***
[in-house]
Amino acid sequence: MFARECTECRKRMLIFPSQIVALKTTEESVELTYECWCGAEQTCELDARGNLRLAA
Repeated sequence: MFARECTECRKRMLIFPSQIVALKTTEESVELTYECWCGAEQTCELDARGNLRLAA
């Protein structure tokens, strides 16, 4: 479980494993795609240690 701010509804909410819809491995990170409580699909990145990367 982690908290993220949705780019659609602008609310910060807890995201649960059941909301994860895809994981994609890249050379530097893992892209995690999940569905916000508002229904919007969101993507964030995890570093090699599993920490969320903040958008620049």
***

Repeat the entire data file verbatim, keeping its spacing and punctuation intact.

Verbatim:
[in-house]
Amino acid sequence: MFARECTECRKRMLIFPSQIVALKTTEESVELTYECWCGAEQTCELDARGNLRLAA
Repeated sequence: MFARECTECRKRMLIFPSQIVALKTTEESVELTYECWCGAEQTCELDARGNLRLAA
């Protein structure tokens, strides 16, 4: 479980494993795609240690 701010509804909410819809491995990170409580699909990145990367 982690908290993220949705780019659609602008609310910060807890995201649960059941909301994860895809994981994609890249050379530097893992892209995690999940569905916000508002229904919007969101993507964030995890570093090699599993920490969320903040958008620049």